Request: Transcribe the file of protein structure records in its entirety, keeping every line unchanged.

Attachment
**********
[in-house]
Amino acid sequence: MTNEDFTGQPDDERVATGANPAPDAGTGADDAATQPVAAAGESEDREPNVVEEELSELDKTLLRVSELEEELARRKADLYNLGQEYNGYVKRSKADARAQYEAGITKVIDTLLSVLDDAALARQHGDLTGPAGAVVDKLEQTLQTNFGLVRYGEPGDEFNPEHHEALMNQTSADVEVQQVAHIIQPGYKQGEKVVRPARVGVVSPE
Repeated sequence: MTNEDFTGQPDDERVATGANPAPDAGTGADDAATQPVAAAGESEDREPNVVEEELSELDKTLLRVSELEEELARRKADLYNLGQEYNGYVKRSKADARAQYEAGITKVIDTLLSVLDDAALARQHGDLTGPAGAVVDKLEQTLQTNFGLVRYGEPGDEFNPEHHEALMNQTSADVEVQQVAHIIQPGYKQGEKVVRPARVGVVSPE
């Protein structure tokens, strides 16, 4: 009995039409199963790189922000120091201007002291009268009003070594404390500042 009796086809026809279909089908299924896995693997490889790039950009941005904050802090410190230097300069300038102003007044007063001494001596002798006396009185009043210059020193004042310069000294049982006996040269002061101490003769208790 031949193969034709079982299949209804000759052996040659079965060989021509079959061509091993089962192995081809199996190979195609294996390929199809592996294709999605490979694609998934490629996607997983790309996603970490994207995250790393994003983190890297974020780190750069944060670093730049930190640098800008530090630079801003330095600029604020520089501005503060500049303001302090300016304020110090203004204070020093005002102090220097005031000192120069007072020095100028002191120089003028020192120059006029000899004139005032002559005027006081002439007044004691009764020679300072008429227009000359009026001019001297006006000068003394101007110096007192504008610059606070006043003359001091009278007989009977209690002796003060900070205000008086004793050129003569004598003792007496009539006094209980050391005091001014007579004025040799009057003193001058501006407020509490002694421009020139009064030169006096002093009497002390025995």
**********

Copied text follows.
[in-house]
Amino acid sequence: MTNEDFTGQPDDERVATGANPAPDAGTGADDAATQPVAAAGESEDREPNVVEEELSELDKTLLRVSELEEELARRKADLYNLGQEYNGYVKRSKADARAQYEAGITKVIDTLLSVLDDAALARQHGDLTGPAGAVVDKLEQTLQTNFGLVRYGEPGDEFNPEHHEALMNQTSADVEVQQVAHIIQPGYKQGEKVVRPARVGVVSPE
Repeated sequence: MTNEDFTGQPDDERVATGANPAPDAGTGADDAATQPVAAAGESEDREPNVVEEELSELDKTLLRVSELEEELARRKADLYNLGQEYNGYVKRSKADARAQYEAGITKVIDTLLSVLDDAALARQHGDLTGPAGAVVDKLEQTLQTNFGLVRYGEPGDEFNPEHHEALMNQTSADVEVQQVAHIIQPGYKQGEKVVRPARVGVVSPE
């Protein structure tokens, strides 16, 4: 009995039409199963790189922000120091201007002291009268009003070594404390500042 009796086809026809279909089908299924896995693997490889790039950009941005904050802090410190230097300069300038102003007044007063001494001596002798006396009185009043210059020193004042310069000294049982006996040269002061101490003769208790 031949193969034709079982299949209804000759052996040659079965060989021509079959061509091993089962192995081809199996190979195609294996390929199809592996294709999605490979694609998934490629996607997983790309996603970490994207995250790393994003983190890297974020780190750069944060670093730049930190640098800008530090630079801003330095600029604020520089501005503060500049303001302090300016304020110090203004204070020093005002102090220097005031000192120069007072020095100028002191120089003028020192120059006029000899004139005032002559005027006081002439007044004691009764020679300072008429227009000359009026001019001297006006000068003394101007110096007192504008610059606070006043003359001091009278007989009977209690002796003060900070205000008086004793050129003569004598003792007496009539006094209980050391005091001014007579004025040799009057003193001058501006407020509490002694421009020139009064030169006096002093009497002390025995």